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Tsunami

A tsunami is a series of ocean waves generated by sudden displacements in the sea floor, landslides or volcanic activity. In the deep ocean, the tsunami wave may only be a few inches high. In 1868, a tsunami struck the coast from Hilo to South Cape, being most destructive at Keauhou, Puna and Honuʻapo; 180 houses were washed away and 62 lives were lost to the wave alone. Maximum wave heights were 65 feet, the highest observed on Hawaiʻi to date.

Other significant tsunami include, 1946 was generated by a magnitude 7.1 earthquake in the Aleutian Islands, This tsunami struck the Big Island of Hawaii on April 1st; on November 4, 1952 a tsunami was generated by a magnitude 8.2 earthquake on the Kamchatka Peninsula in the USSR; on March 9, 1957 a tsunami was generated by a magnitude 8.3 earthquake in the Aleutian Islands; the tsunami of May 23, 1960 was generated by a magnitude 8.3 earthquake in Chile; on November 29, 1975, an earthquake occurred off the coast of the Big Island of Hawaii; and an earthquake measured at 9.0 magnitude, the sixth biggest since 1900, struck Japan on March 11, 2011.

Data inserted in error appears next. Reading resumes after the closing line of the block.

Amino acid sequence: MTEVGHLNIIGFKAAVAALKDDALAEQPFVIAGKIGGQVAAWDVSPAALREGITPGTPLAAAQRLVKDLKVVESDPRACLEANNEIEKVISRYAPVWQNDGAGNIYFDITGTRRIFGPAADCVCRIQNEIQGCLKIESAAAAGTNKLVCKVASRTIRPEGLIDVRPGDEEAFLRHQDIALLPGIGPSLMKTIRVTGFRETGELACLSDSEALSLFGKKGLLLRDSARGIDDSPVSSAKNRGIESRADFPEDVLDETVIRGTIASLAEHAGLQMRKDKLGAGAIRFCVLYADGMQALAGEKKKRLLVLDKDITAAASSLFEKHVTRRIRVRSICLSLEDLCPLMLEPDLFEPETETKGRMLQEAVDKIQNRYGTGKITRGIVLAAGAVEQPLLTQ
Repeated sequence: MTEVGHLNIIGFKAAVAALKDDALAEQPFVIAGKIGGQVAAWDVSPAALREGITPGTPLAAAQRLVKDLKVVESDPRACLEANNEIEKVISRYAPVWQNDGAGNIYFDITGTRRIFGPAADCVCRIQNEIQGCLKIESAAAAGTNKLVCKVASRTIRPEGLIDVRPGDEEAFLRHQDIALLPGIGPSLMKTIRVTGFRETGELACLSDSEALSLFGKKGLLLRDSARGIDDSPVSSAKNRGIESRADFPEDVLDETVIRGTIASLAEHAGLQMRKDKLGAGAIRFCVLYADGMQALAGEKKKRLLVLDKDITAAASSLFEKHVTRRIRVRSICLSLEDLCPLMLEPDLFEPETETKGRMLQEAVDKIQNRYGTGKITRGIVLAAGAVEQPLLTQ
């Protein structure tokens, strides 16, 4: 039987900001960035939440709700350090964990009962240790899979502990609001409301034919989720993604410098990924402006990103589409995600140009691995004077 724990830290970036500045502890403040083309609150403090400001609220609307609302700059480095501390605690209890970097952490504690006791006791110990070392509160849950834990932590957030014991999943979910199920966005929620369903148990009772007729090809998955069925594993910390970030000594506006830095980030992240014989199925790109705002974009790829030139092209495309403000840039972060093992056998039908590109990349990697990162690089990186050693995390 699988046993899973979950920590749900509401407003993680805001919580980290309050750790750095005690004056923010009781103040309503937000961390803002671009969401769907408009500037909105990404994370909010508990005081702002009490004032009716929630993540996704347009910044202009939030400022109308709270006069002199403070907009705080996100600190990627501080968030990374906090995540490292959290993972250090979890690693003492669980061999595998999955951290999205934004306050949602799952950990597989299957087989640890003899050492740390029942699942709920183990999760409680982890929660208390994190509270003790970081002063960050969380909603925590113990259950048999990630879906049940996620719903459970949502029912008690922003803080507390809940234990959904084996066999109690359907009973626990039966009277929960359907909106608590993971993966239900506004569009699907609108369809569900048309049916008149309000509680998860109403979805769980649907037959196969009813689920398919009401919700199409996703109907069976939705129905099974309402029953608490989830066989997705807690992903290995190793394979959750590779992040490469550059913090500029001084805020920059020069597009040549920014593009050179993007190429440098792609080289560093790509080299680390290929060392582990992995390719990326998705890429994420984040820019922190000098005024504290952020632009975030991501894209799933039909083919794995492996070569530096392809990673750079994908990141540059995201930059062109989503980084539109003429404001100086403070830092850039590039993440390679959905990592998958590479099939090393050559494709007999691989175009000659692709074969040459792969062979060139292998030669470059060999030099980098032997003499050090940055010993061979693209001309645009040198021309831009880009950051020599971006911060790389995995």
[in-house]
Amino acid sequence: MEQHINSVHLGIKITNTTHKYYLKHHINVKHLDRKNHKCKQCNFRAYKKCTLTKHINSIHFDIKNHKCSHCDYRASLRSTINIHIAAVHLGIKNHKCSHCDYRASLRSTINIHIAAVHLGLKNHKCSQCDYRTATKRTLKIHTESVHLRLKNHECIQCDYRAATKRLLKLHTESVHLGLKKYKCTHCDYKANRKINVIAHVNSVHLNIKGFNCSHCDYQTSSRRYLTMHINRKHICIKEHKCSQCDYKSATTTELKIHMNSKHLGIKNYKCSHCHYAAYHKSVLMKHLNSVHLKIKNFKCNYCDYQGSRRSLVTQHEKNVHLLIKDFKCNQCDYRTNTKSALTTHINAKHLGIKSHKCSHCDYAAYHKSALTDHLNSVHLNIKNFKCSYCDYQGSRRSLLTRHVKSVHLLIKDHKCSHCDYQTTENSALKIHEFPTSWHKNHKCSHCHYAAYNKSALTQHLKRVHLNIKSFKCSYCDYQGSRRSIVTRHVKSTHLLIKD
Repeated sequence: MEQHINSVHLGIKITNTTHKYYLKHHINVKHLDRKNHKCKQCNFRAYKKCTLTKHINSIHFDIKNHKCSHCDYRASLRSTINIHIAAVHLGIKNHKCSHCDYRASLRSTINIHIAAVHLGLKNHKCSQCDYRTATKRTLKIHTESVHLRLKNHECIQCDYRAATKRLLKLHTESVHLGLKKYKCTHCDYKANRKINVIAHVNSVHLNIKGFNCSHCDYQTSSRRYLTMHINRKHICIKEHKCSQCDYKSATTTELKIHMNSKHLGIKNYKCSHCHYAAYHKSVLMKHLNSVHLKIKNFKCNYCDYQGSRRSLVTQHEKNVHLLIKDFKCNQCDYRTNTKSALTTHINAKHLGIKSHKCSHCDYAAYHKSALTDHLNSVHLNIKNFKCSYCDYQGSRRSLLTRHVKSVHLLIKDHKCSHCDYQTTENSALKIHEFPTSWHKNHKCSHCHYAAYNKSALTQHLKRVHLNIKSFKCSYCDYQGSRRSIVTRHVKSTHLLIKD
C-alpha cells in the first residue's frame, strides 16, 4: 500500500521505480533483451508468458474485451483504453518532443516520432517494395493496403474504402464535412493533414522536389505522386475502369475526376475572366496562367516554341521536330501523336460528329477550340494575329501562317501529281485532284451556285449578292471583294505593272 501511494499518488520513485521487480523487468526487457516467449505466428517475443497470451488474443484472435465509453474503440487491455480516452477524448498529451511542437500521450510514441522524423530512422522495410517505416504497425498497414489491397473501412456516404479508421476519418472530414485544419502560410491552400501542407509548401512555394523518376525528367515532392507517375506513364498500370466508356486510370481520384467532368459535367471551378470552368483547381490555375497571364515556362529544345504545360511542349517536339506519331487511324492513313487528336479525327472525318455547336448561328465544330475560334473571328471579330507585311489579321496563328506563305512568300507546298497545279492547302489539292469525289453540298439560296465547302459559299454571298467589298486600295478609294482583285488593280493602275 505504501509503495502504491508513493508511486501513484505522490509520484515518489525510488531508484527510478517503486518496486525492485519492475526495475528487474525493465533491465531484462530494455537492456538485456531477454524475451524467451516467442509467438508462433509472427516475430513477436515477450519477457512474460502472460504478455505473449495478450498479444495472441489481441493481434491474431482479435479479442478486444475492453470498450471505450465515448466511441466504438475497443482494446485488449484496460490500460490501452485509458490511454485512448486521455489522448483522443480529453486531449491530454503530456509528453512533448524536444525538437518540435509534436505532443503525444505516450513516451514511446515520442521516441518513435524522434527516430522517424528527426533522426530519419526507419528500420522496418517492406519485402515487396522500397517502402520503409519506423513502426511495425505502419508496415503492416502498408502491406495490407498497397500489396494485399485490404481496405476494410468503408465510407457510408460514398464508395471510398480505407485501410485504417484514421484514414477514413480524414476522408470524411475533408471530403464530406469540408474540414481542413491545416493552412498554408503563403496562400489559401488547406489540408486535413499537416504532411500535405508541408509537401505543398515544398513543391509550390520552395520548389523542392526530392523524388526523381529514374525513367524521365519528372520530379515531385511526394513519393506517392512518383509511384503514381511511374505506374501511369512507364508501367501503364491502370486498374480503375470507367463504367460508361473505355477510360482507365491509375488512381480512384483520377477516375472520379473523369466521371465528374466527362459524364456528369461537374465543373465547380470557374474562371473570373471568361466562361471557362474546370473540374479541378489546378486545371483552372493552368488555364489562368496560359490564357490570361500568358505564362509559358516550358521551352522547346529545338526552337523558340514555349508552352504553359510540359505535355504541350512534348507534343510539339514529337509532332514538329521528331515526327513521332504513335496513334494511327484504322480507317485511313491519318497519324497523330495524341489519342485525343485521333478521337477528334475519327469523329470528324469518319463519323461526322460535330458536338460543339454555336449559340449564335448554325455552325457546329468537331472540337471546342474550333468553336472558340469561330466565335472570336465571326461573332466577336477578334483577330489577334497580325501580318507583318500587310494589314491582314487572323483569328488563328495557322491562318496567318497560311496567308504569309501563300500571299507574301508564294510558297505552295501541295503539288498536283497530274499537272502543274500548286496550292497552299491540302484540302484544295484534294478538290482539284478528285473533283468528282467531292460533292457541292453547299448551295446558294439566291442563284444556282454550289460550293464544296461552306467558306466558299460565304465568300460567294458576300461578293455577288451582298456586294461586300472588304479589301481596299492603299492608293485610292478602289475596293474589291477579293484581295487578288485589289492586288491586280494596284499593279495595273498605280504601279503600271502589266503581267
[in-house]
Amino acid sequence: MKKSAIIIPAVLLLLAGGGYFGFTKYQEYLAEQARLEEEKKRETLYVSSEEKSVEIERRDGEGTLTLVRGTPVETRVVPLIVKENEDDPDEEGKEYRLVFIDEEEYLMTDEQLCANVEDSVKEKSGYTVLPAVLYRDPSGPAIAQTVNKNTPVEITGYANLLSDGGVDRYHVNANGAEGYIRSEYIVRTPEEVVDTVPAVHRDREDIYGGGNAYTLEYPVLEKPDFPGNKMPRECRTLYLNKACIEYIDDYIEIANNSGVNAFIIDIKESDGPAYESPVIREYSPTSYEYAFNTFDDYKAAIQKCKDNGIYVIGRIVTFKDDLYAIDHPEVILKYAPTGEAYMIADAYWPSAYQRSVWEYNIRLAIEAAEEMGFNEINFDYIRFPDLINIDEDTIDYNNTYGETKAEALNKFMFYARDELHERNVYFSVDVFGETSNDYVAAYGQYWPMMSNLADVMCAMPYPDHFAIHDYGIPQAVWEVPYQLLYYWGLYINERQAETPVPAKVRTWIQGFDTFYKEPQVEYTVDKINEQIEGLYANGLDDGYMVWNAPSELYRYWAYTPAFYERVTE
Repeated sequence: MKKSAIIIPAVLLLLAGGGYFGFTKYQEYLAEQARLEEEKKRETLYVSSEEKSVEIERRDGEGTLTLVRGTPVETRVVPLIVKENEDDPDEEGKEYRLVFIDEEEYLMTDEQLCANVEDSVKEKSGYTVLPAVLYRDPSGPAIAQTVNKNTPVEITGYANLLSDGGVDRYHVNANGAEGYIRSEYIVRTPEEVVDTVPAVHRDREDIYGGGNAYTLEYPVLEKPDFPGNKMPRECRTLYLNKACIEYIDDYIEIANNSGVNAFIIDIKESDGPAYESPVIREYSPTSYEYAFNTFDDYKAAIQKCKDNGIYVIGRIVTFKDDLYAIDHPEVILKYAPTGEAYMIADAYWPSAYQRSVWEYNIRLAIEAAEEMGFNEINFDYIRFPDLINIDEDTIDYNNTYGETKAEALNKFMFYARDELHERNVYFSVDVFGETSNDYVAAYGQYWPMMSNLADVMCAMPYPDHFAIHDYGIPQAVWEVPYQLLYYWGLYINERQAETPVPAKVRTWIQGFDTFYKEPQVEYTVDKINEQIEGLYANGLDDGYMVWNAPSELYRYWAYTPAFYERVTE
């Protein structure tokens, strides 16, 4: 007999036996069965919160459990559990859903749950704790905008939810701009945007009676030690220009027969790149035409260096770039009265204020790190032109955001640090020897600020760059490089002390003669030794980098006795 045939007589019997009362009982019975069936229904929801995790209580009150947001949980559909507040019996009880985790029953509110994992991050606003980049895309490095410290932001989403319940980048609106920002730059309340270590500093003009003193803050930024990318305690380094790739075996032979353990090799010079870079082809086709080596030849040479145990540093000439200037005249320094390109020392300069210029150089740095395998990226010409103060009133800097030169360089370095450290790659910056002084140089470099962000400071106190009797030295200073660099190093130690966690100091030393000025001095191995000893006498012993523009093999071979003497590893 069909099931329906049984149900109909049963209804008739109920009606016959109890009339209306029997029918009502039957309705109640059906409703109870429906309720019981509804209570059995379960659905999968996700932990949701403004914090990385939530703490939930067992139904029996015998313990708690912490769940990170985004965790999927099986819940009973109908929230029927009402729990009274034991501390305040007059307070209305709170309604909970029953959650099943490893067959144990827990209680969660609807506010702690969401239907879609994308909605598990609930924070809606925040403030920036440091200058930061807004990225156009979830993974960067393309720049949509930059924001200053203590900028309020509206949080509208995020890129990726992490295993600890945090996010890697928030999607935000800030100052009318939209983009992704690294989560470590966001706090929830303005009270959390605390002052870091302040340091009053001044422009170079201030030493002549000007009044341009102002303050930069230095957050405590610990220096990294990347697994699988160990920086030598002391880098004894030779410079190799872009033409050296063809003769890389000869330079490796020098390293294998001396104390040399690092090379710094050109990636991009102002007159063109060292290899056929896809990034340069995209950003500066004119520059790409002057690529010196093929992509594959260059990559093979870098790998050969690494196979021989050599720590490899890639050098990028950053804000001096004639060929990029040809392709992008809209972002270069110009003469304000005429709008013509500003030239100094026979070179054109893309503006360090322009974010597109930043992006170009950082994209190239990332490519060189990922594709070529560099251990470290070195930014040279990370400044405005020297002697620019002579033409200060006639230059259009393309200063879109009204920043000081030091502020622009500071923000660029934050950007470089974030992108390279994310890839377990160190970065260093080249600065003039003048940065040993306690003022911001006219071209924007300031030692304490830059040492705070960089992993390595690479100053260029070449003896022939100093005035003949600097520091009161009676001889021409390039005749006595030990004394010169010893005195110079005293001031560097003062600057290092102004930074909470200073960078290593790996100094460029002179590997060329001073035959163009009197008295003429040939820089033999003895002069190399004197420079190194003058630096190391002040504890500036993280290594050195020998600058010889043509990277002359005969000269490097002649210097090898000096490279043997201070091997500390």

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Laupāhoehoe

“Lapahoi (Laupāhoehoe – leaf of lava) is a small stony flat with a few huts and sweet potatoes and taro patches scattered over it. It lies at the extremity of a deep ravine, the declivities on either side nearly 500 feet in height and extending to the sea beach, terminating in a rocky precipice. … The country … was fertile, beautiful, and apparently populous.” Lowlands of the Laupāhoehoe region became the focus of sugar plantation efforts as early as the 1850s.

While the main business of the railroad was the transport of raw sugar and other products to and from the mills, it also provided passenger service. Early in the morning of April 1, 1946, a massive tsunami struck Hawaiʻi. At Laupāhoehoe Point, waves destroyed teachers’ residences and flooded school grounds, killing 25-people, including 16-students and 5-teachers of Laupāhoehoe School.

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Mokuola

Mokuola, in Hawaiian culture, is a place of healing.  A rock just off its shore is believed to have healing powers, and people who were

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Tsunami in Hawai‘i

Today – March 11 – is the first anniversary of the Japan earthquake and subsequent tsunami.                 A tsunami is a series of ocean waves

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